Internet Service Providers are only as good as Your Equipment Is

What happens when you try to pour five gallons of water into a one gallon jug? The extra four gallons of water overflow onto the floor and you still only get one gallon of water to drink or carry away with you. That’s what happens when you take a powerful signal and try to run it through cables that don’t have the capacity to handle them. Internet service providers can offer incredibly fast speeds now, but that’s no good to you if you have equipment inside your office or home that can’t handle them. Older connections in the building prevent you from enjoying the benefits of improvement to infrastructure outside the building.

It works in the opposite direction too. Take the 4G phone for instance. If you watch television or surf the internet, you’ll see those little yellow robots expounding about the benefits of 4G and how much faster it is, but the 4G network isn’t available everywhere. The commercials might air in your community and convince you to go to the electronics store and buy a 4G phone, which they’ll certainly sell to you. They might even tell you that 4G infrastructure is still months or years away from hitting your city.

When broadband cable and internet first became technically possible, the phones at internet service providers around the country started ringing immediately. Everyone wanted a T1 line installed to handle the new signals that they were certain were already available to them. Some of these rabidly interested folks had to wait some time before they were able to connect, a situation that caused the communications industry to re-evaluate the development of their new infrastructure. Instead of installing cables capable of handling the present T1 capacities, many utility and cable companies built networks to get ready for the next wave, the T3 broadband connection.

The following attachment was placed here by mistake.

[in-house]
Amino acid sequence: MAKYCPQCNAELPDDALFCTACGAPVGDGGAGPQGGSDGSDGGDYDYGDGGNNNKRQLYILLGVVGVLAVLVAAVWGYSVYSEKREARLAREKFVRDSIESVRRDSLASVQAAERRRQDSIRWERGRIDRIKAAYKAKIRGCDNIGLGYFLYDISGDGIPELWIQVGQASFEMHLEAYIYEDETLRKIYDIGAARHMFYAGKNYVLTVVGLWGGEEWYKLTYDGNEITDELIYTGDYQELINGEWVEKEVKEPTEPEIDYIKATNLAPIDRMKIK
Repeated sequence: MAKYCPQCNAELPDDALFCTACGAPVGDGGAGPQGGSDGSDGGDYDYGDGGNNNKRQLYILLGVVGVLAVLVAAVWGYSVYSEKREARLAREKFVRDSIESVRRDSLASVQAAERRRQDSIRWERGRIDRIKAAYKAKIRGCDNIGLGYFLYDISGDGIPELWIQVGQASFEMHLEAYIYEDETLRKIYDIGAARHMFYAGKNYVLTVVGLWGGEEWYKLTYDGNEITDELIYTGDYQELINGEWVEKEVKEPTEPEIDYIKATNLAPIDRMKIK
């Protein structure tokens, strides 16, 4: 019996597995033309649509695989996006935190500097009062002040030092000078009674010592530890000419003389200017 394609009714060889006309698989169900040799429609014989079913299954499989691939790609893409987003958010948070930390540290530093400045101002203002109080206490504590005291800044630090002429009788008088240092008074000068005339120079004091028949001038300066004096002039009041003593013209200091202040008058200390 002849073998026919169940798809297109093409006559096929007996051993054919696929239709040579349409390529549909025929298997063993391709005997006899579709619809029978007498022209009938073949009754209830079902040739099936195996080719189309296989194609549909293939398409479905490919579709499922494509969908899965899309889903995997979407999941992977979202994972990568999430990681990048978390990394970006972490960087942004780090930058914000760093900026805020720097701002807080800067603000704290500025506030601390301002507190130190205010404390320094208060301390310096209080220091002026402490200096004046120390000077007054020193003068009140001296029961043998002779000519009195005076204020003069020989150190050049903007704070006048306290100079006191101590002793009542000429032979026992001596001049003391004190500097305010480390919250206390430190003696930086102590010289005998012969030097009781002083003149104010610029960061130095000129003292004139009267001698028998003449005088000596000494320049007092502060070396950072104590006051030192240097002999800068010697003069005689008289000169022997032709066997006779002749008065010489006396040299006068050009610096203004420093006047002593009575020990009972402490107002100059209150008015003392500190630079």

Now the situation of “too much demand, not enough supply” has been replaced by “excess supply, too little capacity”. The old cables and wires installed to handle basic internet and cable television aren’t sufficient to run networks that have to download and upload streaming video and multi-megabyte files and software. T3 bandwidth is required to handle the bulk of those and businesses that want to compete are upgrading now. You won’t have to wait this time. The network is in place. All you need to do is connect to it using the right equipment.

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